brief interlude with mirlitons
- 1,083 words (if poetry, lines) long
Hi! I have a recipe for you today. Or, rather, I have a food experience which you may, if you wish, convert into a recipe of your very own. Basically, it starts with mirlitons.
I have gone mirliton-crazy as only a homesick New Orleanian can go. My grandmother used to bring a shrimp-and-mirliton casserole to family holiday gatherings; unil this year, that was the only mirliton I'd ever consumed. Recently I'd noticed that Asian Food Market has a produce slot that, despite containing bags of snow peas, was labeled "chayote" (that's what they call mirlitons round here). I started keeping my eyes on that slot. Never having handled an actual mirliton before, I wasn't 100% sure what I was looking for. Pictures on the internet helped, but I still wound up having exchanges like this one with the proprietor:
"No, bitter melon."
Earlier this year, hallelujah! there they were. I grabbed an armful and brought them to check-out.
"You going to make soup?"
"It's very good in soup with chicken. You should try it."
One day I will. So far, I have mostly just casseroled it up. I have made shrimp-mirliton casserole, vegan mirliton casserole, and vegan-and-gluten-free mirliton casserole (using gluten-free panko instead of breadcrumbs or saltines). I have briefly looked at a recipe for mirliton pickles and decided I wasn't quite ready to process 18 mirlitons in a single afternoon.
Today I had mirliton cheeseburger mac.
Brown 1 lb. ground beef with a chopped-up half onion. Ground beef courtesy Boulder Beef, who are not only local but part of my roller derby family. I also bought a beef tongue from them a few weeks ago--another cooking first for me--and made this fantastic tomato stew with it. This was good timing, because the very next day I was mildly sick, and the beef tongue stew turned out to be the platonic ideal of sick day comfort food.
Add two small chopped-up mirlitons. Before the chopping-up there are other preliminaries. Boil for about an hour in crab boil seasonings, let cool, cut in half lengthwise, scrape out the seed, peel the halves. Then chop. Try not to chop off the tip of your thumb, by the way. Pro-tip. Which I am stating for no reason whatsoever. Don't look at my thumbnail. Move along.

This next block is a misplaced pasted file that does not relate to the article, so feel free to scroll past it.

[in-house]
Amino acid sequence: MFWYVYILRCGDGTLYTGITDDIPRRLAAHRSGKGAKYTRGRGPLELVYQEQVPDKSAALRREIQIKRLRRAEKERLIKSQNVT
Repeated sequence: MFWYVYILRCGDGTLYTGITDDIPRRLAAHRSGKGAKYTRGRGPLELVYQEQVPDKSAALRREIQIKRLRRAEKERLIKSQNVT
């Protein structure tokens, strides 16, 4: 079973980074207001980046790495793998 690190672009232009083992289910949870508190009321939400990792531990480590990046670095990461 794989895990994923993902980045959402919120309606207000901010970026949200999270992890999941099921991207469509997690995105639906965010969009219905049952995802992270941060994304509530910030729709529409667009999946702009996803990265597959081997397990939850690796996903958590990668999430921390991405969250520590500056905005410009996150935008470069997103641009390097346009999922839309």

Add parsley. Everything is better with parsley. I had some in the fridge doing nothing with its life. I chopped it up and stirred it in. If you are the opposite of me, you probably hate parsley and think everything is better with cilantro. In that case, add cilantro. You do you, is what I'm saying.
Rethink everything. I had some idea this would be a casserole, because mirliton = casserole. But chopped-up mirliton doesn't just turn into mushy casserole matrix by itself. It needs a food processor (which I don't have) or at least a manual ricer (which I do). I'd already tossed it into the beef and onion mixture, so the ricer wasn't happening. The mirliton was chunks. Small chunks, but solid. I could eat the mixture with a spoon, but that seemed lacking in ambition.
Decide: Am not up to dealing with pie crust. Which is a shame, because this would make an excellent shepherd's pie. Only there's no potato in the house either.
Put it in mac & cheese. Basically, do like that "Pasta with Sausage" recipe that Debra Doyle described as "what Hamburger Helper wants to be after it grows up and goes to a good college." Start with Annie's Mac & Cheese (I used the shells and Wisconsin cheddar variety). Pour about a half cup heavy cream over about two cups of the beef-onion-mirliton mixture. Stir in Annie's cheese powder. Shred in some maple smoked cheddar that happened to be in the fridge. Add spices: Black pepper, garlic salt, Cajun Land table seasoning, alder smoked salt, fresh grated nutmeg. Definitely do the cognac thing. Simmer to thicken a bit. Stir in cooked pasta shells. Crumble up and stir in the last of that homemade chevre-style cheese we made after going to the Art of Cheese workshop.
Eat too much. Leave no leftovers. Take no prisoners. Fight off food coma.
I've still got another cup and a half of the beef-onion-mirliton mixture. WANNA DO IT AGAIN. Maybe Friday. This is not a meal for eating before roller derby practice, at least not until I can find the self-restraint necessary to eat a reasonable rather than gluttonous portion.
PS. The remaining bits of April 7 Friday Fictionette are up now: audiobook and excerpts (here and at Patreon and at Wattpad). The [ebooks] have been reuploaded because I couldn't refrain from making a couple more edits during the audiobook reading. So there you go.